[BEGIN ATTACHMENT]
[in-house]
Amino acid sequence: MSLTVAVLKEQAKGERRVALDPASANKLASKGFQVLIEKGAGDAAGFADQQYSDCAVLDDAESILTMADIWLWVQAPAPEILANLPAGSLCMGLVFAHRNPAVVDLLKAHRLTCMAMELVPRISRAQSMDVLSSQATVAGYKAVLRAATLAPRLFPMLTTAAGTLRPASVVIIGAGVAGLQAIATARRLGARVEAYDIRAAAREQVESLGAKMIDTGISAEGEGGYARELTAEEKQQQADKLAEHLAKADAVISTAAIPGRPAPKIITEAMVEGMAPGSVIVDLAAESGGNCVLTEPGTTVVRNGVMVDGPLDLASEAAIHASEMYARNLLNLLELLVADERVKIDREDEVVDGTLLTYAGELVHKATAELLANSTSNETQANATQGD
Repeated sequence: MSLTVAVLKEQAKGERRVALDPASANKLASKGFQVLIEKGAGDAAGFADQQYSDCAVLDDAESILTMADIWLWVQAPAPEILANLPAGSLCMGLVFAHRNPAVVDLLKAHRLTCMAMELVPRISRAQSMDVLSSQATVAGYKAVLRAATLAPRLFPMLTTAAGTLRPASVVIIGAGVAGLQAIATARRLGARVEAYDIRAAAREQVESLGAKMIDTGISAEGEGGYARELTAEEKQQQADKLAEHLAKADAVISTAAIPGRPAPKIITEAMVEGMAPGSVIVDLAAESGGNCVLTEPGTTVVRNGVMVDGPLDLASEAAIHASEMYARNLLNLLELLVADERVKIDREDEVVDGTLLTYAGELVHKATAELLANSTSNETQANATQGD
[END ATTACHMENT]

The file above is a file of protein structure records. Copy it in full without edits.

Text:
[in-house]
Amino acid sequence: MSLTVAVLKEQAKGERRVALDPASANKLASKGFQVLIEKGAGDAAGFADQQYSDCAVLDDAESILTMADIWLWVQAPAPEILANLPAGSLCMGLVFAHRNPAVVDLLKAHRLTCMAMELVPRISRAQSMDVLSSQATVAGYKAVLRAATLAPRLFPMLTTAAGTLRPASVVIIGAGVAGLQAIATARRLGARVEAYDIRAAAREQVESLGAKMIDTGISAEGEGGYARELTAEEKQQQADKLAEHLAKADAVISTAAIPGRPAPKIITEAMVEGMAPGSVIVDLAAESGGNCVLTEPGTTVVRNGVMVDGPLDLASEAAIHASEMYARNLLNLLELLVADERVKIDREDEVVDGTLLTYAGELVHKATAELLANSTSNETQANATQGD
Repeated sequence: MSLTVAVLKEQAKGERRVALDPASANKLASKGFQVLIEKGAGDAAGFADQQYSDCAVLDDAESILTMADIWLWVQAPAPEILANLPAGSLCMGLVFAHRNPAVVDLLKAHRLTCMAMELVPRISRAQSMDVLSSQATVAGYKAVLRAATLAPRLFPMLTTAAGTLRPASVVIIGAGVAGLQAIATARRLGARVEAYDIRAAAREQVESLGAKMIDTGISAEGEGGYARELTAEEKQQQADKLAEHLAKADAVISTAAIPGRPAPKIITEAMVEGMAPGSVIVDLAAESGGNCVLTEPGTTVVRNGVMVDGPLDLASEAAIHASEMYARNLLNLLELLVADERVKIDREDEVVDGTLLTYAGELVHKATAELLANSTSNETQANATQGD